Research today sits on the cusp of an incredible era. The evolution of technology has created a plethora of tools capable of addressing nearly any scientific question from nearly any angle. Microscopy, nanoparticles, sequencing and hundreds of other fields have advanced wildly while at the same time becoming more affordable. This has made scientists more productive, more effective, and led to many more publications flooding the desks of editors of scientific journals. In order to keep up and to stay relevant, the best journals have become more selective. They expect in vivo observations, a biomedical context, and a complete and compelling story. Which is great. Except that such studies typically take years and years to complete without any publishable findings in the interim. With the current environment in academia, where “publish or perish” is a very real concern, this selectivity for the most compelling or unusual articles is frequently a death sentence for some of the best, brightest, and most principled investigators.
Cue PLoS One; one of many journals of its kind that hopes to allow for “a faster path to publishing in a high-quality peer-reviewed journal.” According to its website, “all work that reaches rigorous technical and ethical standards is published and freely and immediately available to everyone.” In my personal and completely unsubstantiated opinion, I think this is a great mission statement. I believe research happens in very small increments, and the ability to publish those increments gives scientists a way to mark their progress as they march toward a more complete understanding. These types of journals also provide an outlet for less-sensational follow up work or negative results, which at its best would debunk false results that are misguiding the efforts of the scientific community and at worst would save some poor graduate student from sweating over a hopeless project. Supposedly if these papers are deemed to meet “technical and ethical standards” they will be freely disseminated to the scientific community. The extent to which these journals serve this purpose in reality, however, is in dispute.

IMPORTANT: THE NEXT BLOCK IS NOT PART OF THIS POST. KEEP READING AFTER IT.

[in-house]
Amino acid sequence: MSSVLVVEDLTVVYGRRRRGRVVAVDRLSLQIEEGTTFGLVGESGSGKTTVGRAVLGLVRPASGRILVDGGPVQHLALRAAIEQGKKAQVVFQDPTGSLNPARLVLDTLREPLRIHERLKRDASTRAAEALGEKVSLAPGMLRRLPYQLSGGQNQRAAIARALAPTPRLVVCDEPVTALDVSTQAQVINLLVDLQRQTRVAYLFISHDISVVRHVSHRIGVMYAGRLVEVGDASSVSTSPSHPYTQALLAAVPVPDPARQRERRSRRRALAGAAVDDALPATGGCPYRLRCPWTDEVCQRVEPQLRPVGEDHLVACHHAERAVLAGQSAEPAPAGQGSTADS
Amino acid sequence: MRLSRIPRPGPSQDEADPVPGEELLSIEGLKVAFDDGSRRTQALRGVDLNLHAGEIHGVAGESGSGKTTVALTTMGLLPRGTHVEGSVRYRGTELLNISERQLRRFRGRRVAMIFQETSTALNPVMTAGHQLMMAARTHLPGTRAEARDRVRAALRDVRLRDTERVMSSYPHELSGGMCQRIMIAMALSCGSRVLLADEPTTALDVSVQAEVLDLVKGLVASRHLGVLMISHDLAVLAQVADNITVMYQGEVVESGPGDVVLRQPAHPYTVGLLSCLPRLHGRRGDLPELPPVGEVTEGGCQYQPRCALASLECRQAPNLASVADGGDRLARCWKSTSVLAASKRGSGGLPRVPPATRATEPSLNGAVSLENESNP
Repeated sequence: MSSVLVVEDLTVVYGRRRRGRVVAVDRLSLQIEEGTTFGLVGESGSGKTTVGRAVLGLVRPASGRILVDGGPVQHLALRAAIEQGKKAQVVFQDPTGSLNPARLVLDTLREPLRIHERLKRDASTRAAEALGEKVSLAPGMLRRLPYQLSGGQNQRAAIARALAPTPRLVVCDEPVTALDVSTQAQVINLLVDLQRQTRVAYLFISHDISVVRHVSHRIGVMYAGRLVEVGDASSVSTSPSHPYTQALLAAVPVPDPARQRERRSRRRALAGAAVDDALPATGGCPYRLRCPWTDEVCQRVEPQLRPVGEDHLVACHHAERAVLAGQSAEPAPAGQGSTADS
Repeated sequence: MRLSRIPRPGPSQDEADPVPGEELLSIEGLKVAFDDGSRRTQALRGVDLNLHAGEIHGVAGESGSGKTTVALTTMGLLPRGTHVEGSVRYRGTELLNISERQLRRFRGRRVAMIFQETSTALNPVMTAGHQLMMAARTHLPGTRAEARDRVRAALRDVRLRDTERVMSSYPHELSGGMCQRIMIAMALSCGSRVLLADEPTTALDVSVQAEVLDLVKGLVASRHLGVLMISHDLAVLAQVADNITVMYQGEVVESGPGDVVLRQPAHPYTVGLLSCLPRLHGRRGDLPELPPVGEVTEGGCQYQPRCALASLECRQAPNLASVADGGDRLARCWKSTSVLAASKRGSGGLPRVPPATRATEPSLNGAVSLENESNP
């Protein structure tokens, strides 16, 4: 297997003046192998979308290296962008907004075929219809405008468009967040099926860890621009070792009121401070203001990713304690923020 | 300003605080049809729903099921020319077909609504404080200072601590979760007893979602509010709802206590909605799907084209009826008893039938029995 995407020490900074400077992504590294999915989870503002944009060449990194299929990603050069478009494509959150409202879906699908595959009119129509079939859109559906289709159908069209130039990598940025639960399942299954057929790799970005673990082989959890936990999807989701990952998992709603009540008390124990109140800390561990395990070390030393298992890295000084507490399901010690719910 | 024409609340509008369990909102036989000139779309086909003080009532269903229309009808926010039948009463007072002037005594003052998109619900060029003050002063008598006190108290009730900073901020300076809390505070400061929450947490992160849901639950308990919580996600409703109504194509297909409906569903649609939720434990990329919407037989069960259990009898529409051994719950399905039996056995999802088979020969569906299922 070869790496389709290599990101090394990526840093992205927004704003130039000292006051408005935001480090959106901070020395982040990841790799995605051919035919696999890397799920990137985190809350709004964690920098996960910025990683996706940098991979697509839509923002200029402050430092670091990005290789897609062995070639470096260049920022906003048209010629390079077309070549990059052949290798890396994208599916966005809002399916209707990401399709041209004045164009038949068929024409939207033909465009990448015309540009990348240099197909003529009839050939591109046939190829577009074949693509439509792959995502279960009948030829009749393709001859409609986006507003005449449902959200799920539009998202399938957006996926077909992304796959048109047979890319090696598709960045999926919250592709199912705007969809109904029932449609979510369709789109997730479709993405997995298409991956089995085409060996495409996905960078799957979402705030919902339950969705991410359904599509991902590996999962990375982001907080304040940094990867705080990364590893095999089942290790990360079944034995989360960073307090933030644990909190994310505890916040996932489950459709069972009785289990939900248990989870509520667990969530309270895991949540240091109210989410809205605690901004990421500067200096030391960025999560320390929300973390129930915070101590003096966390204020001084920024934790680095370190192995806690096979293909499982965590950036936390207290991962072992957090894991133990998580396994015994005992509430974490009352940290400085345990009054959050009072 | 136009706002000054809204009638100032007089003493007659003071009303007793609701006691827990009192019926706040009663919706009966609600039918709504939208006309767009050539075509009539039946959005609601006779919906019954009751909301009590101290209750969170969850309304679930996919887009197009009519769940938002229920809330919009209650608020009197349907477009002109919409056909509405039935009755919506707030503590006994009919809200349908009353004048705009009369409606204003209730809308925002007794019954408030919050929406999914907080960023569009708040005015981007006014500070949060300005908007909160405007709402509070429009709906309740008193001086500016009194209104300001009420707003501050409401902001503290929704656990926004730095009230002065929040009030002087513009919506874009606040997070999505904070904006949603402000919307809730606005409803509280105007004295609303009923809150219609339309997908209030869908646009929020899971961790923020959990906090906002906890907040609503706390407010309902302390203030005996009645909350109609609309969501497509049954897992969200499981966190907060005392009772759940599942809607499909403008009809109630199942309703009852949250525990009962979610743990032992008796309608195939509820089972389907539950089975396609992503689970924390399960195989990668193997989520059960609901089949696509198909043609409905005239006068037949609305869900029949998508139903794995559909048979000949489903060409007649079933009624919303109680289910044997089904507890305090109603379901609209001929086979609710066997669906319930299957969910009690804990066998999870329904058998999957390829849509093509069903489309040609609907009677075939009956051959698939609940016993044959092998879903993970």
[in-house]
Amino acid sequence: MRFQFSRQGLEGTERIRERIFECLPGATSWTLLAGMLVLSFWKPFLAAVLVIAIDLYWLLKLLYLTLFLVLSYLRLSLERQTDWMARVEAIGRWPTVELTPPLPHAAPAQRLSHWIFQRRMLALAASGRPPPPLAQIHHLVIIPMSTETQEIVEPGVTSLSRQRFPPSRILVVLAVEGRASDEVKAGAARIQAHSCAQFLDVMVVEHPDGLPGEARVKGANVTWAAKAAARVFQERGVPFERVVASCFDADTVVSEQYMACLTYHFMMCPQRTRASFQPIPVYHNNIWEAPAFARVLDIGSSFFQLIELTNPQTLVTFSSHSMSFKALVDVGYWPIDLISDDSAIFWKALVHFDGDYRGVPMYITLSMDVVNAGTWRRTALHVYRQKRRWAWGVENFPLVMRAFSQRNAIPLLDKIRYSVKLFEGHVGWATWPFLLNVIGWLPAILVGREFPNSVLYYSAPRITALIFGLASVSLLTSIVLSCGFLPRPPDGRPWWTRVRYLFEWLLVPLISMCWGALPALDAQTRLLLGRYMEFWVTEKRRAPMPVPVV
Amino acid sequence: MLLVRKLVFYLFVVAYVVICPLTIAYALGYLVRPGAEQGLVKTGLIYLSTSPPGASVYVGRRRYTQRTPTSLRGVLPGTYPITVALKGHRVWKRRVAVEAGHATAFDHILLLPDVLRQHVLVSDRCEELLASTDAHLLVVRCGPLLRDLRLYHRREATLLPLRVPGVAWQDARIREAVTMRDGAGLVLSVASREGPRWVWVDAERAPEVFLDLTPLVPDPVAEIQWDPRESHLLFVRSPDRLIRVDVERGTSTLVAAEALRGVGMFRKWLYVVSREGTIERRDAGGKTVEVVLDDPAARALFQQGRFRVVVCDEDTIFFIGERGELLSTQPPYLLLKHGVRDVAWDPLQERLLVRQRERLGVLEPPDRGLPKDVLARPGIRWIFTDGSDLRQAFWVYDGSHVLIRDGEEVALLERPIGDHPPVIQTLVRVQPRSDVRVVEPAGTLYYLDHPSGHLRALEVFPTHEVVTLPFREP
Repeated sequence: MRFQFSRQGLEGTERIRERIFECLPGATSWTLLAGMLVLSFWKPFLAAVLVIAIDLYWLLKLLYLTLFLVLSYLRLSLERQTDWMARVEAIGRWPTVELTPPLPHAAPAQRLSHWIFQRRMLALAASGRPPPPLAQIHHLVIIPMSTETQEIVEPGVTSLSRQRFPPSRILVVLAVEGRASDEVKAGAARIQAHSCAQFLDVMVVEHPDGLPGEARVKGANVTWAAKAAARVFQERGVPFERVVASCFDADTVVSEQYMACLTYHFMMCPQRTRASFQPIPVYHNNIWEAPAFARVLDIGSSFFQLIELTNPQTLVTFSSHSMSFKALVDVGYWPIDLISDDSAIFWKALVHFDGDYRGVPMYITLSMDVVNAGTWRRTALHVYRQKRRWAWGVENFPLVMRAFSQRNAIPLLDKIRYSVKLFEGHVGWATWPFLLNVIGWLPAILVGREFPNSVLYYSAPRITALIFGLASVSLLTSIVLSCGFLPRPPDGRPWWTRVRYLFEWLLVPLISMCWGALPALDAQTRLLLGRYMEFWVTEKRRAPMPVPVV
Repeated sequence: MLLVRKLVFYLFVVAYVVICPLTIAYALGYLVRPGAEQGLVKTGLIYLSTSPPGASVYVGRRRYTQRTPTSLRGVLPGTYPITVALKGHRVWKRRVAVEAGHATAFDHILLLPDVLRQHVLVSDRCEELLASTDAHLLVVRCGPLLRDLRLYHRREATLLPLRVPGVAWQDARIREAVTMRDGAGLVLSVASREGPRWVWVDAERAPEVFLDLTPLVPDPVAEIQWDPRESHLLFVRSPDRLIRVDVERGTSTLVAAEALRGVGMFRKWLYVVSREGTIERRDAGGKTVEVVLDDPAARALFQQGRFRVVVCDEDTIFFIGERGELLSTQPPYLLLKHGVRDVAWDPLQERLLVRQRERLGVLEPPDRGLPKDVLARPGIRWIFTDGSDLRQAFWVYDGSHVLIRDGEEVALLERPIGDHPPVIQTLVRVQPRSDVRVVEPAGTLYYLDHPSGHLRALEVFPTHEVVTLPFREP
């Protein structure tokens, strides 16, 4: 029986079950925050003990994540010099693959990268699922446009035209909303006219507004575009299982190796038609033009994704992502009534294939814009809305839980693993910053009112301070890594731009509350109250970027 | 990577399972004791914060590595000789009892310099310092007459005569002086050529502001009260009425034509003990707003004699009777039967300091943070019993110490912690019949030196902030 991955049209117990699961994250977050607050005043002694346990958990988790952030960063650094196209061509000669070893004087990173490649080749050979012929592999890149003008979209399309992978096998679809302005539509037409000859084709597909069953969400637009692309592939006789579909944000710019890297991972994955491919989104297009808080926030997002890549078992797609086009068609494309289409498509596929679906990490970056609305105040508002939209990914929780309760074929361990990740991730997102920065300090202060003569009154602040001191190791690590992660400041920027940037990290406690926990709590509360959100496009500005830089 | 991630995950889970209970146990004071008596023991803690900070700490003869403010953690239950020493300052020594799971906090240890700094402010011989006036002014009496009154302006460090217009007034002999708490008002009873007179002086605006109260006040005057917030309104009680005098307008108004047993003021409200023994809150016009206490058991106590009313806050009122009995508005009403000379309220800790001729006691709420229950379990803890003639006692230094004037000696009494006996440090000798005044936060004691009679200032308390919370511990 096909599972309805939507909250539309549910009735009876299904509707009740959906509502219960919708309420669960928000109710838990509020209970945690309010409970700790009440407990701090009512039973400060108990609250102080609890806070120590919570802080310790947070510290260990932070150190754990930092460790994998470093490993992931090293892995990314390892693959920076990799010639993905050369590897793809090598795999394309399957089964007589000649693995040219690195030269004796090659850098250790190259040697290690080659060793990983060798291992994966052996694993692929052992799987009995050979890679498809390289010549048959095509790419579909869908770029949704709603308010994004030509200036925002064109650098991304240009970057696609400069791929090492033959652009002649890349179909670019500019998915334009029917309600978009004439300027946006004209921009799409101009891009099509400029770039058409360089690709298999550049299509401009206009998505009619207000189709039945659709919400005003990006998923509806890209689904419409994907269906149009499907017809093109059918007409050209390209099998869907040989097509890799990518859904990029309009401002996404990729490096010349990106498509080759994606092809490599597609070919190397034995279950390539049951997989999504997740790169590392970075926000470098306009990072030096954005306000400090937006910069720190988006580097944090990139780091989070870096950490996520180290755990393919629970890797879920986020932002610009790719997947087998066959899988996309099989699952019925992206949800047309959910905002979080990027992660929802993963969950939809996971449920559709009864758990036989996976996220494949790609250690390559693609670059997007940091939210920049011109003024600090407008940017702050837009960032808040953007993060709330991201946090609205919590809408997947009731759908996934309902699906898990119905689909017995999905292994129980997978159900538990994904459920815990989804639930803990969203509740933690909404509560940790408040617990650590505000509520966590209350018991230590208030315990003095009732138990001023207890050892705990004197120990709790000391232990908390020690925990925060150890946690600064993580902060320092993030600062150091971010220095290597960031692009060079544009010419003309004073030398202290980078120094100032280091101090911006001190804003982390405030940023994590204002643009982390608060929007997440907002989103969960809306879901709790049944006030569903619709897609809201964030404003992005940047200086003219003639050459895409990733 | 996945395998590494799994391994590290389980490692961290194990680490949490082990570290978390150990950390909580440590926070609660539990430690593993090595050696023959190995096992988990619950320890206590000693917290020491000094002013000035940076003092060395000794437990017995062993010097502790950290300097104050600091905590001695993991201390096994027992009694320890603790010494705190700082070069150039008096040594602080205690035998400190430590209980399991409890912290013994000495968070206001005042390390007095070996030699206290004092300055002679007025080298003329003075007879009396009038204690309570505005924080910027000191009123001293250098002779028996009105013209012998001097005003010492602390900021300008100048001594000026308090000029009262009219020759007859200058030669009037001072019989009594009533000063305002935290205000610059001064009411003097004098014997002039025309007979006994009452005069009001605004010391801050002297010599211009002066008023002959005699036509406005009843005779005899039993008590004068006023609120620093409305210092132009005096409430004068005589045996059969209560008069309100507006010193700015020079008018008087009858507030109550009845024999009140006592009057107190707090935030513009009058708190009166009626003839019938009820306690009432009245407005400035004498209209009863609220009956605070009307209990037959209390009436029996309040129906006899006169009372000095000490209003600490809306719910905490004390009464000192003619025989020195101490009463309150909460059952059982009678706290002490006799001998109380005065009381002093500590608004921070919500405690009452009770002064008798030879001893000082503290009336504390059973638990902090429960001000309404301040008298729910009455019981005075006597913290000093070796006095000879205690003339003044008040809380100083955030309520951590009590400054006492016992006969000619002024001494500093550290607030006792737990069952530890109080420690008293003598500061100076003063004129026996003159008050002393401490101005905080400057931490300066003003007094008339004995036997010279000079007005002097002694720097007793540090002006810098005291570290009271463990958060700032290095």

In an article in The Economist in 2013 titled “Trouble in the Lab,” the authors question the utility of these lower-tier journals. In regards to publishing negative results they write: “Journals, thirsty for novelty, show little interest in it; though minimum-threshold journals could change this, they have yet to do so in a big way.”
But the fault cannot be wholly placed on the shoulders on these publications. It is not exciting to try to replicate previously published results, or to write a manuscript centered on a null hypothesis. The authors acknowledge that “Most academic researchers would rather spend time on work that is more likely to enhance their careers. This is especially true of junior researchers, who are aware that overzealous replication can be seen as an implicit challenge to authority. Often, only people with an axe to grind pursue replications with vigour—a state of affairs which makes people wary of having their work replicated.” This is disconcerting for a profession that derives its relevance from a public perception of dogged adhesion to the search for truth and a strong personal sense of integrity.
With a wealth of technological tools and bright minds, scientific research finds itself in an exciting yet perilous position. Moving forward it will be critical to balance the thrill of scientific discovery with the necessity of healthy skepticism. I believe, unlike the author of the cited article, in the ability of the scientific community to police itself. If academic research is to stay relevant, however, we need to acknowledge the importance of negative and mundane results in a more systematic fashion.